Prolonged spaceflight can damage bone structure permanently and age parts of the skeleton prematurely by as much as 10 years, according to a new report.
Adapted training programs and certain medications could better protect astronauts involved with future space missions, particularly ones that seek to travel longer distances and for longer periods of time than on the International Space Station (ISS).
“With future missions planned to the moon and Mars, we may soon be exceeding the typical 6-month missions on the ISS. We need to know whether a trip to Mars, which could be over 2 years, would lead to issues for astronauts when they return to Earth,” senior study author Steven Boyd, PhD, director of the McCaig Institute for Bone and Joint Health at the University of Calgary, Alberta, told Medscape Medical News.
“But the interest in bone recovery is not only about astronauts — these data also show what the potential might be for bone growth, which has implications for people with osteoporosis,” he added. “The amount of recovery, albeit not complete, by these astronauts is impressive, and it shows what may be possible to achieve if we could develop the ‘perfect’ therapy.”
The study was published June 30 in Scientific Reports.
In space, the decrease in mechanical load in microgravity can lead to substantial loss of bone mineral density and strength, as well as deterioration of trabecular microarchitecture. Bone recovery after returning to Earth’s gravity can take time, the study authors wrote, and many astronauts’ bones never recover completely.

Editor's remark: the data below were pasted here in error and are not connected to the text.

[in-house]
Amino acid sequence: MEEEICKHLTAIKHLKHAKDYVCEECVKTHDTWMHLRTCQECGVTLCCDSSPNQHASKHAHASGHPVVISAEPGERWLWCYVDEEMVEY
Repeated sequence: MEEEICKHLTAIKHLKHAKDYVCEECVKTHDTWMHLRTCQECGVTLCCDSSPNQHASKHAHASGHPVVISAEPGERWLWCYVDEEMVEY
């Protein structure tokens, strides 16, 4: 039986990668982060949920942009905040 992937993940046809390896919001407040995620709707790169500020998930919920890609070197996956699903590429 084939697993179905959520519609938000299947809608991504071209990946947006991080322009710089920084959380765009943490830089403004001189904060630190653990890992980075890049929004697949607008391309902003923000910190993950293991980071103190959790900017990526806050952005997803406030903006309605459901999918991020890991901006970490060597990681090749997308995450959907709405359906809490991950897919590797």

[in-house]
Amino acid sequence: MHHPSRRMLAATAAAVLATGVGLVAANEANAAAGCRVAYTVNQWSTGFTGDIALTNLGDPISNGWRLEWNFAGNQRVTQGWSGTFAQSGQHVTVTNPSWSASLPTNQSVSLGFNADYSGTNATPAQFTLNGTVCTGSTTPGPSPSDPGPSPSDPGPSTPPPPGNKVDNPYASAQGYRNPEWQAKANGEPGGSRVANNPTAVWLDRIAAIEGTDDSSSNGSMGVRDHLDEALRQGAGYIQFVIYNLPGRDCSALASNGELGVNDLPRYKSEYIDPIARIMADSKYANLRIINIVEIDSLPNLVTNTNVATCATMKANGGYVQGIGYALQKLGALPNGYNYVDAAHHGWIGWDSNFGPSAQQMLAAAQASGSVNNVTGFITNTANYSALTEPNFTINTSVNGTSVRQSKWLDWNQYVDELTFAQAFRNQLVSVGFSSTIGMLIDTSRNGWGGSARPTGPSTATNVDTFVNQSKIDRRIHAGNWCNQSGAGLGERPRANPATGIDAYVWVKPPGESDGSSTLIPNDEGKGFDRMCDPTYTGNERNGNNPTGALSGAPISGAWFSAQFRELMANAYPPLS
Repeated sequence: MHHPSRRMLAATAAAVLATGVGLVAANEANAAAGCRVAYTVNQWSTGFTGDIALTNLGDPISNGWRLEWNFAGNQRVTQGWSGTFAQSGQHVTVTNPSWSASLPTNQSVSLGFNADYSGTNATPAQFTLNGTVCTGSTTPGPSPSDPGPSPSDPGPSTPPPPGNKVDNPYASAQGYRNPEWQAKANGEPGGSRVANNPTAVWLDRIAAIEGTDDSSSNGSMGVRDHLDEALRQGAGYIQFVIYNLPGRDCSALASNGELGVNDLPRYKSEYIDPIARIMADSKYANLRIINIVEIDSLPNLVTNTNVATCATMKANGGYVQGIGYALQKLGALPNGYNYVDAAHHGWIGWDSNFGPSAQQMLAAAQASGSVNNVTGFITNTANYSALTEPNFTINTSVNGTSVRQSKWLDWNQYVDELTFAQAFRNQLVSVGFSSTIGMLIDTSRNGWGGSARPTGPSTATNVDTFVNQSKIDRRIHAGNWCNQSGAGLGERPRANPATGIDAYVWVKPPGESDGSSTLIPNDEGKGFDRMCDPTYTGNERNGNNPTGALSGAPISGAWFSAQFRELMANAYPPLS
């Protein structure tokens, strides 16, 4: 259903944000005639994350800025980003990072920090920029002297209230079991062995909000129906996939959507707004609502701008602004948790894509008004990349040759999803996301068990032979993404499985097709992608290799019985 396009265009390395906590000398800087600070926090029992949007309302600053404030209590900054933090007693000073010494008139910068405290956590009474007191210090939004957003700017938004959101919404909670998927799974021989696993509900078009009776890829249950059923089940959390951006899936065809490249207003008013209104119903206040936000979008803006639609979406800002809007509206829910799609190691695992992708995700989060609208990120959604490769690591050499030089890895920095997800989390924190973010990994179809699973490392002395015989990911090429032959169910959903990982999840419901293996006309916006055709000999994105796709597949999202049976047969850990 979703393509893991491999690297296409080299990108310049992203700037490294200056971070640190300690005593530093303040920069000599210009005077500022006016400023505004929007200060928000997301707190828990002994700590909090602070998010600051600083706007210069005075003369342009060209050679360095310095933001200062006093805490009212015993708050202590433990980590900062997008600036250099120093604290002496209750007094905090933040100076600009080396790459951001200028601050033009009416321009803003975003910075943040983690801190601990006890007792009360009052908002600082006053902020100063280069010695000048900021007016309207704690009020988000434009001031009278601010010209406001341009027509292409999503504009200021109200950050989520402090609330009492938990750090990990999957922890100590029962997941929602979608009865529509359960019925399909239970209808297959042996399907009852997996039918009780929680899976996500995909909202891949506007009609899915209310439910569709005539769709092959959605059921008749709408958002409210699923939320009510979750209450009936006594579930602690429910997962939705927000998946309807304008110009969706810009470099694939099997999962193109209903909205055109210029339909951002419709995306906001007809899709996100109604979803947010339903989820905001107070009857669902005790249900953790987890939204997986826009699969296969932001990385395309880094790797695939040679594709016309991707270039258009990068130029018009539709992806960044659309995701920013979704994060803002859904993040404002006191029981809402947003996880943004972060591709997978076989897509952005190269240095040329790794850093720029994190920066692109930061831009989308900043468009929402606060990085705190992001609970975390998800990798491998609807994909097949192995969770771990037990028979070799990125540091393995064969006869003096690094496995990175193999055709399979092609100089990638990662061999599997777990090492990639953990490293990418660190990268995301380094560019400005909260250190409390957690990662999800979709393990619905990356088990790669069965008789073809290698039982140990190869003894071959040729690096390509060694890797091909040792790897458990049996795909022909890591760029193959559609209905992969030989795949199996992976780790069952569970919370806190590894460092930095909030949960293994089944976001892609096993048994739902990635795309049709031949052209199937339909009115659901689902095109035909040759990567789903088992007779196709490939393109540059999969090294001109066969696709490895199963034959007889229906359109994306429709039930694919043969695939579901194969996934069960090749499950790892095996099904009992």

Boyd and colleagues examined bone strength, density, and microarchitecture in 17 astronauts from the United States, Canada, Europe, and Japan, including 14 men and three women. The astronauts, with an average age of 47 years at launch, served on the ISS for 4 to 7 months. For 14 astronauts, it was their first long-duration flight of more than 3 months.
Using high-resolution peripheral quantitative computed tomography, the researchers took images of the tibia and radius before spaceflight, at return to Earth, and after 6-month and 1-year recovery periods.
The research team also assessed biomarkers of bone turnover to gauge whether some people may face greater risks for incomplete bone recovery, which could help determine the feasibility of missions beyond low-Earth orbit in the future.
At 1 year after spaceflight, the astronauts’ median tibia bone strength; total, cortical, and trabecular bone mineral density; and trabecular bone volume fraction and thickness remained between 0.9% and 2.1% lower, compared with the preflight measurements.
Astronauts on missions of more than 6 months had poorer bone recovery. For instance, the tibia failure load recovered at the 12-month mark postflight in astronauts on missions that lasted 6 or fewer months. However, those on longer missions still had a 3.9% reduced tibia failure load.
Similar disparities were noted for total, trabecular, and cortical bone mineral density. The astronauts with incomplete recovery had higher biomarkers of bone turnover as well.